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Marquette Wire

The student news site of Marquette University

Marquette Wire

The student news site of Marquette University

Marquette Wire

GROVER: Real eagle would liven up school spirit

EricGroverThe lights go out at the Bradley Center and a sold out crowd starts cheering. A spotlight hits center court and there it is: a magnificent golden eagle perched on the arm of a handler. The eagle takes off, soars around the rafters and dive-bombs back to the trainer in a beautiful, effortless display. Everyone goes crazy.

What has just been described to you is an awesome theoretical situation of how a live golden eagle mascot would accent Marquette basketball games. The keyword here is theoretical, because in case you haven’t noticed, our school doesn’t have an eagle.

Live animal mascots can be found on campuses across the country. One glaring question comes to mind: Why don’t we have one? These animal mascots are an embodied symbol of school spirit and bring a level of excitement that no costume can reproduce.

Arguably the most iconic of these live mascots is the University of Georgia Bulldog, “Uga.” The bulldogs have been owned and bred by the Seiler family of Savannah, Ga., since 1956, when the familiar all-white English first graced the sidelines. Handler Charles Seiler has been Uga’s on-field guardian since 1974.

“The beautiful thing about our situation is that our mascot is approachable,” Seiler said. “You can actually touch him and roll around with him and have your picture made. Whenever I walk him across the field, the crowd always gives him a huge roar.”

Interestingly, the University of Georgia is the only school that actually buries its mascots within the confines of its stadium. I would be remiss in this story without mentioning that Uga VII, the current Bulldog, passed away Thursday morning from heart trouble, just hours after my interview with Seiler. He was only four years old and had served as mascot for less than two seasons. I don’t know what to say except: Rest in peace, Uga.

Auburn University is known as the Tigers, but it is also known for its “War Eagle.” The myth goes that in the first Georgia-Auburn game in 1892, an old Civil War veteran brought his pet eagle (found on the battlefield) with him into the stands. Auburn was losing when the eagle flew off his shoulder and soared around the stadium. Auburn immediately scored a touchdown and went on to win the game, with the students shouting “War Eagle.”

Today, Auburn’s Southeastern Raptor Center is the permanent home of 25 birds of prey, including the War Eagle, and a rehabilitation facility for over 200 more on a yearly basis.

Think there’s not enough room for a golden eagle on campus? Well, the War Eagle, a golden eagle himself, stays in an enclosure measuring just 40 by 20 feet.

“Our War Eagle is really an ambassador of the university and gets people excited,” said Marianne Hudson, a six-year trainer of the War Eagle. “He does have a side job getting people excited for football games, but his first goal is to be an instrument of learning.”

Look at the benefits: school spirit, ambassador, educational, a symbol of the University. It makes a lot of sense for Marquette to add a feathered friend to campus.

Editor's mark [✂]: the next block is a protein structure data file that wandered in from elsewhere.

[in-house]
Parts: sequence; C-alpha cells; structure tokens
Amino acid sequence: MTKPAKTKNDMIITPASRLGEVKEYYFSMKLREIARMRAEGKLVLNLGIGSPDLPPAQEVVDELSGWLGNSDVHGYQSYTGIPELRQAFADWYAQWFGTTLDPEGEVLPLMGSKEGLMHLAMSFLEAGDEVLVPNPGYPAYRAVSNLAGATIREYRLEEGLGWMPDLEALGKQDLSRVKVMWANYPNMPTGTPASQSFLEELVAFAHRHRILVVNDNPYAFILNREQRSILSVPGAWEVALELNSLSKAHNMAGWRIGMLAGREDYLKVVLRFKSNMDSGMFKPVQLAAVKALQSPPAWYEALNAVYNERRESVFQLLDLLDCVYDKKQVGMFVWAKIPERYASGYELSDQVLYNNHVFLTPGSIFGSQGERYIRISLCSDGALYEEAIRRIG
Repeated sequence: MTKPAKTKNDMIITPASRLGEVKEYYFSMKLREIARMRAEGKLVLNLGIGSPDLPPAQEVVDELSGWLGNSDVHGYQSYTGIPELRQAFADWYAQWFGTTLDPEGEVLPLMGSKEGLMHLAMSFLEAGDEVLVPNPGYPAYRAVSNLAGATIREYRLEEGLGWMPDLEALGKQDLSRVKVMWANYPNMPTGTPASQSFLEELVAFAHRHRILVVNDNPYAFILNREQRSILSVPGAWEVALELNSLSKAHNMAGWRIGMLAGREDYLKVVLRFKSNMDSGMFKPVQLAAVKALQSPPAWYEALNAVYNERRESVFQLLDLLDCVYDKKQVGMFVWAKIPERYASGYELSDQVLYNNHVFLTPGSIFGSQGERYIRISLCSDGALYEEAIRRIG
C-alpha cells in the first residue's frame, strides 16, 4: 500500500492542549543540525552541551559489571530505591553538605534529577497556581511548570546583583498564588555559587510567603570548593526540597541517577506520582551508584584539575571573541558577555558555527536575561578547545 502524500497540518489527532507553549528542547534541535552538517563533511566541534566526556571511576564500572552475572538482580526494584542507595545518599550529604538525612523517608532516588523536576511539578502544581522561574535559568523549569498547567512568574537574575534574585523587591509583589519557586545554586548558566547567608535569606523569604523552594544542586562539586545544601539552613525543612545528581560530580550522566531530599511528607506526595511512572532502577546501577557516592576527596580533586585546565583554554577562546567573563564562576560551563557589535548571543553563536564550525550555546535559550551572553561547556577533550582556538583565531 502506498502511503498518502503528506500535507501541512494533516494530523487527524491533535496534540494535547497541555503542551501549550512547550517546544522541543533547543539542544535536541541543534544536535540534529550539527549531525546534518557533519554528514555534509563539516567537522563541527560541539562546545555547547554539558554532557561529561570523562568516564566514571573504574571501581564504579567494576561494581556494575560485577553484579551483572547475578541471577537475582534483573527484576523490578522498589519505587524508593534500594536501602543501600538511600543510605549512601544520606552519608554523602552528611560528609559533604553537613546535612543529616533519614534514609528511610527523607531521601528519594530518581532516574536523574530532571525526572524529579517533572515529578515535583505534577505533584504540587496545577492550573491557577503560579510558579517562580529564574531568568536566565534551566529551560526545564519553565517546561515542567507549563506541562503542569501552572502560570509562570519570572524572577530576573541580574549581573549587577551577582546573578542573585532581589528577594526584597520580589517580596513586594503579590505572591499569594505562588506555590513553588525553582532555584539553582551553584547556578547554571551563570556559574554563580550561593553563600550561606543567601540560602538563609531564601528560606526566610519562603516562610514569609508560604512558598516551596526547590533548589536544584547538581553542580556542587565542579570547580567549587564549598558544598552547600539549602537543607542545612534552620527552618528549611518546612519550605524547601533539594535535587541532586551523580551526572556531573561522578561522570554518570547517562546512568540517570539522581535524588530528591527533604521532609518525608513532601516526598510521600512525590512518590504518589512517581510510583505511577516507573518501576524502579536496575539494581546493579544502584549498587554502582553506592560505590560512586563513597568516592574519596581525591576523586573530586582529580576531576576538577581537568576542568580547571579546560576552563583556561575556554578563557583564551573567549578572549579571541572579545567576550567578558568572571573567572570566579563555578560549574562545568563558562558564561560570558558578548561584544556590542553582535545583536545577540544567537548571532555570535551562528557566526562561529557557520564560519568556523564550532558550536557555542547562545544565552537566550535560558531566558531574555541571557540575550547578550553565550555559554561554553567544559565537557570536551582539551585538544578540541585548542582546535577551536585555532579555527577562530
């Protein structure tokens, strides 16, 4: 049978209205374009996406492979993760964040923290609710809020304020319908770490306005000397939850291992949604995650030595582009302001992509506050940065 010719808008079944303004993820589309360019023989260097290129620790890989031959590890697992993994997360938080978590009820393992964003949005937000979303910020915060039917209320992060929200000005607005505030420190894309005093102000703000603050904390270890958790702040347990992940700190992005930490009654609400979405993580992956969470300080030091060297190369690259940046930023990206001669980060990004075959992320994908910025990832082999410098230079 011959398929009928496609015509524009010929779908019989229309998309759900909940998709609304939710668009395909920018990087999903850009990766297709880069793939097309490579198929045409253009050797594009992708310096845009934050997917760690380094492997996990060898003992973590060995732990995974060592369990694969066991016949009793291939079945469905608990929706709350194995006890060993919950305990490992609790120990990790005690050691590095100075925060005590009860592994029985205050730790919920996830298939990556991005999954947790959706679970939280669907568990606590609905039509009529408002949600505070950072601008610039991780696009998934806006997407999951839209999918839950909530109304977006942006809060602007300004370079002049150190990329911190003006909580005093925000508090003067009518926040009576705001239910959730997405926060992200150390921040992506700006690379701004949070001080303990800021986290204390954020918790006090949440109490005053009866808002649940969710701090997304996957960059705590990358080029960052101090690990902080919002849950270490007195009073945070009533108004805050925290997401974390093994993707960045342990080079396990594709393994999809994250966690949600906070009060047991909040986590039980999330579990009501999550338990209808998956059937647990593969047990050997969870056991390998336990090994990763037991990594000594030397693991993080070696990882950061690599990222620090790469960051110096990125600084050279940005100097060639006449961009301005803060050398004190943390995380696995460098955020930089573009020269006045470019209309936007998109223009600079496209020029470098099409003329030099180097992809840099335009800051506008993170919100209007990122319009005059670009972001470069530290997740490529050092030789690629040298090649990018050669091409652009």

So where would the Marquette golden eagle stay? I propose they keep it in the old law building. The soon-to-be-vacant building will serve no purpose and would be a great place to keep it. They wouldn’t even need to cage the bird. Just let it roam free in the hollowed-out building, like the owls in the Harry Potter books. Yeah, good idea.

Better yet, let the golden eagle move into the new law building. No work would even have to be done. The eagle would have a state-of-the-art habitat, and they wouldn’t have to transport all those 150-year-old books that nobody reads.

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  • T

    tom thomasDec 1, 2009 at 9:41 am

    I don’t think it’d be very ethical to keep a real warrior in such caged conditions either

  • J

    john smithNov 30, 2009 at 11:29 pm

    Maybe we should get a real warrior instead.

  • A

    Alex MalinchocNov 30, 2009 at 5:02 pm

    Really? You think the ideal place for a golden eagle would be inside a bright, raucous, Bradley center? You think it would be a good idea to take one of nature’s most magnificent predators out of its natural habitat of sky and open spaces and subject it to the chaos that defines Marquette basketball games? To coop up a bird that in the wild maintains territories as large as 60 square miles in an “enclosure measuring just 20 to 40 feet”? Usually I’m not one to support PETA’s hypocritical drivel but this idea strikes me as awful and fairly depressing. Is this what modern entertainment has come to? That we exploit the glory of nature as a means for our once a week cheap thrills? America adopted the bald eagle as a symbol because it represents some of our nation’s greatest maxims: power, strength, and most of all, liberty. And you want to cage the Bald Eagle’s closest cousin, the Golden Eagle, and bring it out only so “a sold out crowd starts cheering,”? Really. In my eyes this would be a grave injustice, both to the ethos of Marquette University and to the embodiment of the Golden Eagle.

  • B

    BrosephNov 25, 2009 at 11:38 am

  • B

    Bob LittelmannNov 24, 2009 at 4:59 pm

    Wow. This is such a great idea. Maybe it could lead to a similar bird rehab center as Auburn’s. I understand we do not have a veterinary school. Does Wisconsin? I hope you pursue this. It would bring back the spirit of the Warriors. I would feel much better about the name Golden Eagles. They are magnificent birds, larger than the Bald Eagle.